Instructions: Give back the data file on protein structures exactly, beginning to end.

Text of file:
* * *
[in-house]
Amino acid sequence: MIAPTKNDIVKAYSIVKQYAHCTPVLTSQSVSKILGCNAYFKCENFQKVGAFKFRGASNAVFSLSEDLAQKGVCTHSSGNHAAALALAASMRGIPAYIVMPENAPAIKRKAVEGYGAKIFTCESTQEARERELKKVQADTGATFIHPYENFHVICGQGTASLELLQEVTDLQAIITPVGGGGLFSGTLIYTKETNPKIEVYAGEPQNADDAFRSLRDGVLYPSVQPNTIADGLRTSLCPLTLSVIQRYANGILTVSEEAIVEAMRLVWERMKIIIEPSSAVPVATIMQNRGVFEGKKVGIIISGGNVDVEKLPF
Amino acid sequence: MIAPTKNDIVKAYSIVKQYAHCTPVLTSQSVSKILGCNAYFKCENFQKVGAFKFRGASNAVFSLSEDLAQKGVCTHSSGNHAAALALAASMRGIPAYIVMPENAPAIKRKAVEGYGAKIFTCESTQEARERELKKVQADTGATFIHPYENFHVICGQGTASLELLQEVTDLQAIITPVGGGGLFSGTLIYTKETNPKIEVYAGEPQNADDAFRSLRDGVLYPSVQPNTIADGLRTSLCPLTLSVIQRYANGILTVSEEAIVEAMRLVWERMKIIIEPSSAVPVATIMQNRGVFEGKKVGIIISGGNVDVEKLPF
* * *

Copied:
[in-house]
Amino acid sequence: MIAPTKNDIVKAYSIVKQYAHCTPVLTSQSVSKILGCNAYFKCENFQKVGAFKFRGASNAVFSLSEDLAQKGVCTHSSGNHAAALALAASMRGIPAYIVMPENAPAIKRKAVEGYGAKIFTCESTQEARERELKKVQADTGATFIHPYENFHVICGQGTASLELLQEVTDLQAIITPVGGGGLFSGTLIYTKETNPKIEVYAGEPQNADDAFRSLRDGVLYPSVQPNTIADGLRTSLCPLTLSVIQRYANGILTVSEEAIVEAMRLVWERMKIIIEPSSAVPVATIMQNRGVFEGKKVGIIISGGNVDVEKLPF
Amino acid sequence: MIAPTKNDIVKAYSIVKQYAHCTPVLTSQSVSKILGCNAYFKCENFQKVGAFKFRGASNAVFSLSEDLAQKGVCTHSSGNHAAALALAASMRGIPAYIVMPENAPAIKRKAVEGYGAKIFTCESTQEARERELKKVQADTGATFIHPYENFHVICGQGTASLELLQEVTDLQAIITPVGGGGLFSGTLIYTKETNPKIEVYAGEPQNADDAFRSLRDGVLYPSVQPNTIADGLRTSLCPLTLSVIQRYANGILTVSEEAIVEAMRLVWERMKIIIEPSSAVPVATIMQNRGVFEGKKVGIIISGGNVDVEKLPF